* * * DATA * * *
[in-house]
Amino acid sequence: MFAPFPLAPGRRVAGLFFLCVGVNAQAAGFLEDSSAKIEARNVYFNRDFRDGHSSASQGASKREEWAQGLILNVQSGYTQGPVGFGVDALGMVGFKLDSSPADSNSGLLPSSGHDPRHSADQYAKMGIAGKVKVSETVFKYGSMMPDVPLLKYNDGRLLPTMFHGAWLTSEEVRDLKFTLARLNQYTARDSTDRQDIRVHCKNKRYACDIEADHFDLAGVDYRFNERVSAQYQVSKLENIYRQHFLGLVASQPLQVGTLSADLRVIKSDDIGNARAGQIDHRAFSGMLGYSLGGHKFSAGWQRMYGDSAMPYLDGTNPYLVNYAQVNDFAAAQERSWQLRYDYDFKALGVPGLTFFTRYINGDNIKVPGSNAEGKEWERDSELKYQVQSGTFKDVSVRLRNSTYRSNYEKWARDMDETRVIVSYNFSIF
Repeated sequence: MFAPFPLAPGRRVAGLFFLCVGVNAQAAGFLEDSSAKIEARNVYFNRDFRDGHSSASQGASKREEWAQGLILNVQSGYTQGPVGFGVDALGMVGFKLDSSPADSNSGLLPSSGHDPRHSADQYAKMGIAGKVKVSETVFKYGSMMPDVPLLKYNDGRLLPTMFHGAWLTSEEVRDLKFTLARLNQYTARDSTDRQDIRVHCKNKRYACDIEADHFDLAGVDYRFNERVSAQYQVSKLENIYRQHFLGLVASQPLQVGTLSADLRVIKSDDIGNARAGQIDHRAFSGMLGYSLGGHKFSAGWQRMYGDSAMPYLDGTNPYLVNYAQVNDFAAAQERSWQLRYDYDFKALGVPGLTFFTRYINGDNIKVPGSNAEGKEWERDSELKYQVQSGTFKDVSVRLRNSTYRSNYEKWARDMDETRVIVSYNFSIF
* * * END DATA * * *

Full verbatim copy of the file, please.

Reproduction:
[in-house]
Amino acid sequence: MFAPFPLAPGRRVAGLFFLCVGVNAQAAGFLEDSSAKIEARNVYFNRDFRDGHSSASQGASKREEWAQGLILNVQSGYTQGPVGFGVDALGMVGFKLDSSPADSNSGLLPSSGHDPRHSADQYAKMGIAGKVKVSETVFKYGSMMPDVPLLKYNDGRLLPTMFHGAWLTSEEVRDLKFTLARLNQYTARDSTDRQDIRVHCKNKRYACDIEADHFDLAGVDYRFNERVSAQYQVSKLENIYRQHFLGLVASQPLQVGTLSADLRVIKSDDIGNARAGQIDHRAFSGMLGYSLGGHKFSAGWQRMYGDSAMPYLDGTNPYLVNYAQVNDFAAAQERSWQLRYDYDFKALGVPGLTFFTRYINGDNIKVPGSNAEGKEWERDSELKYQVQSGTFKDVSVRLRNSTYRSNYEKWARDMDETRVIVSYNFSIF
Repeated sequence: MFAPFPLAPGRRVAGLFFLCVGVNAQAAGFLEDSSAKIEARNVYFNRDFRDGHSSASQGASKREEWAQGLILNVQSGYTQGPVGFGVDALGMVGFKLDSSPADSNSGLLPSSGHDPRHSADQYAKMGIAGKVKVSETVFKYGSMMPDVPLLKYNDGRLLPTMFHGAWLTSEEVRDLKFTLARLNQYTARDSTDRQDIRVHCKNKRYACDIEADHFDLAGVDYRFNERVSAQYQVSKLENIYRQHFLGLVASQPLQVGTLSADLRVIKSDDIGNARAGQIDHRAFSGMLGYSLGGHKFSAGWQRMYGDSAMPYLDGTNPYLVNYAQVNDFAAAQERSWQLRYDYDFKALGVPGLTFFTRYINGDNIKVPGSNAEGKEWERDSELKYQVQSGTFKDVSVRLRNSTYRSNYEKWARDMDETRVIVSYNFSIF